We live in a noisy world, with sounds that affect hearing all around us: traffic, machinery, and noisy groups of people. Then there’s the damage we do to our ears when we plug in headphones and jam to catchy tunes.
Our hearing is delicate and all this noise takes a toll. It’s no wonder that approximately 48 million people experience hearing loss in the U.S., making it one of the most prevalent health issues in the nation.
You don’t have to accept that you’ll lose your hearing. Here are four tips to safeguard your ears.
1. See a Doctor
Never treat hearing loss lightly. A blocked ear or an earache may be a sign of an infection. If you leave an ear infection untreated, it may result in permanent hearing loss. Any ringing in your ears that lasts longer than a short period of time is also a sign of hearing loss.
Have a discussion with your doctor about your hearing concerns before you start a medication. Ototoxic drugs may lead to hearing loss. In many cases, the benefit of the drug outweighs the risk of temporary or permanent hearing loss. Ototoxic drugs include:
- gentamicin (an antibiotic)
- cisplatin and carboplatin (chemotherapy drugs)
- quinine (for malaria)
- loop diuretics
2. Keep It Down
Exposure to loud sounds will damage hearing. The hair cells in your ears turn sound into signals sent to the brain. If the noise is too loud, it damages the hairs, which never grow back. The National Institutes of Health say consistent exposure to sounds higher than 85 decibels can hurt hearing. The average conversation is 60 decibels, so 85 isn’t earth-shakingly loud. In fact, it’s about the same as heavy traffic in a city.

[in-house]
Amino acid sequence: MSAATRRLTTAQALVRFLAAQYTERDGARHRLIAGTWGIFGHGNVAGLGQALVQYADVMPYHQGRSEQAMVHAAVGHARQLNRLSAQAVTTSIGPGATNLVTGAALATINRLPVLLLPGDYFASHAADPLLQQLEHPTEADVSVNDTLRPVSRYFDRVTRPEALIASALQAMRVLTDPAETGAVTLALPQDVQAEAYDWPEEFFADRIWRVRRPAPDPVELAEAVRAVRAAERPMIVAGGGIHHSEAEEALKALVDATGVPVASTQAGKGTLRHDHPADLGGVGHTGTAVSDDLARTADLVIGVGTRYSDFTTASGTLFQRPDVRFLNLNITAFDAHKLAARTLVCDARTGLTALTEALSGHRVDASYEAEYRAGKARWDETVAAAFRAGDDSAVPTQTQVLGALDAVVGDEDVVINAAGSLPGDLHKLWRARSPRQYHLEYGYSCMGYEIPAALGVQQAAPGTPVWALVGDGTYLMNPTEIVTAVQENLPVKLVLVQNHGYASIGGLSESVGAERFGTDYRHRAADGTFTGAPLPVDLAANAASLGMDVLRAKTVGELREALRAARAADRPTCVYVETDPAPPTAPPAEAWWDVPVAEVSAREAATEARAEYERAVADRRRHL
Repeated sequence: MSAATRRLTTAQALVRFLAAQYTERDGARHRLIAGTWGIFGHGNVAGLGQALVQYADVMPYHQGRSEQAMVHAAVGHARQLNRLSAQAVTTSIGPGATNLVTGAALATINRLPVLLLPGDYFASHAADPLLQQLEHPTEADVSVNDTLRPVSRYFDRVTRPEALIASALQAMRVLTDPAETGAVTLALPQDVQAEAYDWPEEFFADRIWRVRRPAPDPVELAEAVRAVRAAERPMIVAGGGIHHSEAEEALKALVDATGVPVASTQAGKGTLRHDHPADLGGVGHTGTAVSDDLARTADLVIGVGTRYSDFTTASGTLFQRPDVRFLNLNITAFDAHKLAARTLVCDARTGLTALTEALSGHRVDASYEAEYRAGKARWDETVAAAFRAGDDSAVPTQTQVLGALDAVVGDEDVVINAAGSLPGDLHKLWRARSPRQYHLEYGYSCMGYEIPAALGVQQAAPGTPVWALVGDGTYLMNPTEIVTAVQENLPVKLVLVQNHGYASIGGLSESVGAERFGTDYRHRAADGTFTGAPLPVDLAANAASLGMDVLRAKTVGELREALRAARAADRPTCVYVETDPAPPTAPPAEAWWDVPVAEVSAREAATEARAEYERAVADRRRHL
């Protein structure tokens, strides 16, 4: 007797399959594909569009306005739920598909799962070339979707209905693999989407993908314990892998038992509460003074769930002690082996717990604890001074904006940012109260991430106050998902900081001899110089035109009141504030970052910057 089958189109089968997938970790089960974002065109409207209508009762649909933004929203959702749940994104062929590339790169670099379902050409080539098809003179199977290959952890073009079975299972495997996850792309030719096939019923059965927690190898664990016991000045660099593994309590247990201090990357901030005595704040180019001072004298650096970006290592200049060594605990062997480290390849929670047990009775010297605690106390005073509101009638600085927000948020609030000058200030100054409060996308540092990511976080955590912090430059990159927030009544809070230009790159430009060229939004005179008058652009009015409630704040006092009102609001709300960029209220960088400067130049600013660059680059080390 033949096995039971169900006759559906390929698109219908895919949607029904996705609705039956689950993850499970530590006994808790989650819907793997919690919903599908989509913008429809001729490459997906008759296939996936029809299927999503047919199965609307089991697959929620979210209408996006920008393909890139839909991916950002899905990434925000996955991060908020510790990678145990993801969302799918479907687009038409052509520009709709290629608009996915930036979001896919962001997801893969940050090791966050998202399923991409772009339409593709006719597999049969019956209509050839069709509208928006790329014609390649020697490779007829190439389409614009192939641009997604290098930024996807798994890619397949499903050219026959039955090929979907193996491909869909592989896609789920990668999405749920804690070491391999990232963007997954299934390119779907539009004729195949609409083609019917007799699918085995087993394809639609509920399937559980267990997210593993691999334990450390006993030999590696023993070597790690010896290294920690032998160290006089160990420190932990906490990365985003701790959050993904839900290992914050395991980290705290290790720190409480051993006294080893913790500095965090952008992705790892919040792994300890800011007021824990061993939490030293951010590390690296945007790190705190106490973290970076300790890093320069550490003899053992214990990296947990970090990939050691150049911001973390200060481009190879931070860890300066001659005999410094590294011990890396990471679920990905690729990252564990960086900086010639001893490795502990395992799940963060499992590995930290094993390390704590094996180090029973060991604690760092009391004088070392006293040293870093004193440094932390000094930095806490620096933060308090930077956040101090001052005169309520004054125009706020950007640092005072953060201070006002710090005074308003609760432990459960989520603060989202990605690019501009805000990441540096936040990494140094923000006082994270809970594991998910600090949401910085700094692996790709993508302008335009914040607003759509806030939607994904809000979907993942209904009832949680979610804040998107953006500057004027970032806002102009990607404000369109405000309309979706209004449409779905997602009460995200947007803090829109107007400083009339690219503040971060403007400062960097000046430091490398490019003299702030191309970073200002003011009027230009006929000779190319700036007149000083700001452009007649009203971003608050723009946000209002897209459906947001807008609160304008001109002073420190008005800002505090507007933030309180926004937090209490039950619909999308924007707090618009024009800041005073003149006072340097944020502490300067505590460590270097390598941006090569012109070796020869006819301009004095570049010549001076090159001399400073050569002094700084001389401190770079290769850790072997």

So, what’s louder than 85 decibels? If you’re using your earbuds at the maximum sound level, you’re probably pumping 105 decibels into your ears—doing severe and permanent damage. Guns and firecrackers hit 150 decibels, a police or fire siren is 120 decibels, and a motorcycle is 95 decibels.
Since you can’t stay at home all day in the sound of silence, what can you do to protect your ears?
- Turn down the sound: One thing my mom taught me was to turn the volume down to zero then slowing turn it up, making lower volumes sound louder.
- Limit exposure to loud sounds and machinery.
3. Wear Protection
There are many people whose livelihoods depend on working with or around loud machines. Others live near noisy highways and relocating isn’t an option. If you can’t entirely avoid loud sounds, try wearing protective devices. Ear plugs, noise-canceling headphones, and ear muffs will protect your hearing.
4. Give Your Ears a Break
Pretty much everyone these days owns a smartphone. Listening to music, podcasts, books, and more via earbuds can be motivating or relaxing, but remember, it can damage your ear. Consider taking short breaks from the sound. When you’re using your headphones or earbuds, take regular 15-minute breaks.
Millions of people around the U.S. and world live with hearing impairment. Health problems, medications, and the noise all around us lead to that hearing loss. To protect your hearing, talk to your doctor, turn down the noise, use protection and give your ears a break.